From history to hedonism, there are many reasons to plan a trip to New Orleans – but one aspect of NOLA is on almost every traveler’s top 3 list, and that’s the food. The Big Easy’s homegrown Cajun and Creole cuisine took the best flavors from places like France, West Africa, Spain, Haiti, and Germany, and fused them together to create out-of-this-world combinations and mouthwatering cuisine. If there’s one thing you won’t have any trouble finding, it’s restaurants – but with only three mealtimes in a day, how are you supposed to decide where to eat? Don’t waste a single dinner on a dish that isn’t 10/10 because we’ve put together a list of some of the best foods in New Orleans and where to eat them – you won’t even have to agonize over a menu!
Most NOLA restaurants are back in business after lengthy lockdowns, but things change quickly. Before heading to any one of the eateries we’ve listed below, be sure to double-check the opening hours and keep an eye on New Orleans’ travel advisory, just to be on the safe side.
Got your appetite and your stretchy pants? You don’t need anything else! Here are the must-eat foods in New Orleans and where to eat them.
Boudin balls at Cochon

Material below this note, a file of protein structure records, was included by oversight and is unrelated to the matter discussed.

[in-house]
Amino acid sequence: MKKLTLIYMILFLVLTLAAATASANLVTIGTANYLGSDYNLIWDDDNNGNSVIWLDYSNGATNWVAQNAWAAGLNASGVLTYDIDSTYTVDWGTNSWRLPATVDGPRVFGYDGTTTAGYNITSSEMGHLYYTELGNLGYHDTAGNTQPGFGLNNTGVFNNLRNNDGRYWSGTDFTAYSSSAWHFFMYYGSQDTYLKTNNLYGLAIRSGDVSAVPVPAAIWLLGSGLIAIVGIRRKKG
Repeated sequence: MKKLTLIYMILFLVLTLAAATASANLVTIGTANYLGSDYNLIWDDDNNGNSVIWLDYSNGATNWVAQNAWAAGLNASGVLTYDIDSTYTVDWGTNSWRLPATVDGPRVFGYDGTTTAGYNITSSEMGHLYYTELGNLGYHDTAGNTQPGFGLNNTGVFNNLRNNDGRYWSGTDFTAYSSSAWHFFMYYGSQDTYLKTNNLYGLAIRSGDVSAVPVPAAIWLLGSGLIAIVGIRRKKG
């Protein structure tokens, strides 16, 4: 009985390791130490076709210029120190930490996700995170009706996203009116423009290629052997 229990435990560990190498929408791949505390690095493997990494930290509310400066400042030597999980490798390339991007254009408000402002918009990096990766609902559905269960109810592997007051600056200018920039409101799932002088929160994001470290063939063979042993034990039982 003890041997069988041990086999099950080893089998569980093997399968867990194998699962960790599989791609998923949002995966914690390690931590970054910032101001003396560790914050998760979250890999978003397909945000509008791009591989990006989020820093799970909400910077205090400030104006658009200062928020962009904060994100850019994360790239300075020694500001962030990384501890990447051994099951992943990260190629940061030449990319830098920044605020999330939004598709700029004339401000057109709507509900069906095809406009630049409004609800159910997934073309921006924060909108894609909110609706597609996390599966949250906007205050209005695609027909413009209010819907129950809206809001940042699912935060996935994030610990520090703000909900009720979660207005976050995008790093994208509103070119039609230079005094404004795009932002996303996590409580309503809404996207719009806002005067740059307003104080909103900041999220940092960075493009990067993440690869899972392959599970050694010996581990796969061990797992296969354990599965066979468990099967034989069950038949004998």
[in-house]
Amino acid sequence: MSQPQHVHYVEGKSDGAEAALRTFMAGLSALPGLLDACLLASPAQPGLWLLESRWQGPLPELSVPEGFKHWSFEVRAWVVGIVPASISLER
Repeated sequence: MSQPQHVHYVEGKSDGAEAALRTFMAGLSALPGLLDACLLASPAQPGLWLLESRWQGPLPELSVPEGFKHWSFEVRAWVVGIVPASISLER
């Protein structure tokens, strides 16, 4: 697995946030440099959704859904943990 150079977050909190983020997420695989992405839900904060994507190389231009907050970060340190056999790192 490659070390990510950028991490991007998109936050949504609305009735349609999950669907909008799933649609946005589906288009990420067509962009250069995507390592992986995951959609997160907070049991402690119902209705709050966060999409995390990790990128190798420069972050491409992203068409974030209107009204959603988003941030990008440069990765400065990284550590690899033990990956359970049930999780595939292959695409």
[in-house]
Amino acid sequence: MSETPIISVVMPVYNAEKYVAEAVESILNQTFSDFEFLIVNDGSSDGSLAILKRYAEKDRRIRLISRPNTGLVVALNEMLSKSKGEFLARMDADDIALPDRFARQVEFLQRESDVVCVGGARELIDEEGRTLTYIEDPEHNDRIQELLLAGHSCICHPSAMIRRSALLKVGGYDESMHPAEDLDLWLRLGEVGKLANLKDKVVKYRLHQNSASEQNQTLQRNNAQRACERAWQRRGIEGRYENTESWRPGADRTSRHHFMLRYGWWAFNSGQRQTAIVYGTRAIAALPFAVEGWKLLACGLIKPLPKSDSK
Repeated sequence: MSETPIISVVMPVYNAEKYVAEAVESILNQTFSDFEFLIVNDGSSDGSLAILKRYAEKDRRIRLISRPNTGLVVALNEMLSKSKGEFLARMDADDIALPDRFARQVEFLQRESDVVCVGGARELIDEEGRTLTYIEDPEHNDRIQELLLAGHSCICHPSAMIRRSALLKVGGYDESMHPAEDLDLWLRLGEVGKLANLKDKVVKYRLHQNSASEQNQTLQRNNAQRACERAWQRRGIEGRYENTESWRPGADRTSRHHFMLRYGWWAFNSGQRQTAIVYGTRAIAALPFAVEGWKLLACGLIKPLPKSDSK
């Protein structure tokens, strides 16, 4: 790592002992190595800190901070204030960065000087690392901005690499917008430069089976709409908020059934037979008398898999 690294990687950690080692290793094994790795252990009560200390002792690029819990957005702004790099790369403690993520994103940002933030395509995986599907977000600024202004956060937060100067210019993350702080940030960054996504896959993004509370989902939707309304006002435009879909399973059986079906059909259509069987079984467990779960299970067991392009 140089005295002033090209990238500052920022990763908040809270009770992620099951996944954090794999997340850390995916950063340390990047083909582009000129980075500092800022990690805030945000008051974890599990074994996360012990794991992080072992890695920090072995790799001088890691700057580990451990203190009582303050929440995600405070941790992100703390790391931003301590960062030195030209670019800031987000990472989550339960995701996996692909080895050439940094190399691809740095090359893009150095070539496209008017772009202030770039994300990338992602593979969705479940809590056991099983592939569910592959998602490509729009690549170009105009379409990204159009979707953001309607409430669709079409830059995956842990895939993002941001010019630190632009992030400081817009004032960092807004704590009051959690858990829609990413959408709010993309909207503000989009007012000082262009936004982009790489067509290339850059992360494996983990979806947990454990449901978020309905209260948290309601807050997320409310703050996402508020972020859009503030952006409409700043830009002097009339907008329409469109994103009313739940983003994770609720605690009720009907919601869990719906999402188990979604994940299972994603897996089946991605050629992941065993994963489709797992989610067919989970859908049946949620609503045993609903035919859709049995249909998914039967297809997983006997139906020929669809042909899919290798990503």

With a name that translates to “pig” in France, Cochon’s top dishes aren’t difficult to guess. But first, a bit of backstory: Cochon has been a beacon of traditional Southern cooking and one of the most popular dinner spots among locals since opening its doors in 2006. Its dishes have evolved but stayed consistently true to Creole roots. The menu has an almost overwhelming selection of choices, but the absolute must-try is the fried boudin – crispy, deep-fried balls filled with pork and served with pickled peppers. Don’t worry, that’s just the starter, so you’ll still have plenty of room left to choose among delectable main courses like stewed catfish and Louisiana cochon.
Gumbo at Liuzza’s by the Track
It’s the ultimate comfort food – rich, warm and tasty – and a New Orleans staple that you’ll find on almost every menu: it’s gumbo, and to miss out on it in its birthplace would be a crime. With so many restaurants serving their take on this famous New Orleans food, choosing where to go for a steaming bowl of gumbo is impossible. You can’t go wrong with Liuzza’s by the Track, one of the go-to spots for locals who crave their grandmother’s style of gumbo. Liuzza’s gumbo sticks to the original sausage-and-chicken-packed recipe (why play around with perfection?) but adds one extra ingredient: freshly sauteed shrimp made for each order.
Po’ boy sandwich at Guy’s Po-Boys
The po’ boy sandwich has been a staple of Louisiana since the 1800s. These everything sandwiches are most often stuffed with meat and served on fluffy New Orleans French bread. With countless local reviews calling it “the best I’ve ever had,” the po’ boy sandwich at Guy’s Po-Boys is known across the city. This cash-only hole-in-the-wall painted in bright blue may not be much to look at, but there’s a reason locals come back again and again and again. Piled high with fillings like fried shrimp, catfish, roast beef, porkchop and alligator sausage, Guy’s sandwiches are the tastiest version of one of the most famous foods in New Orleans.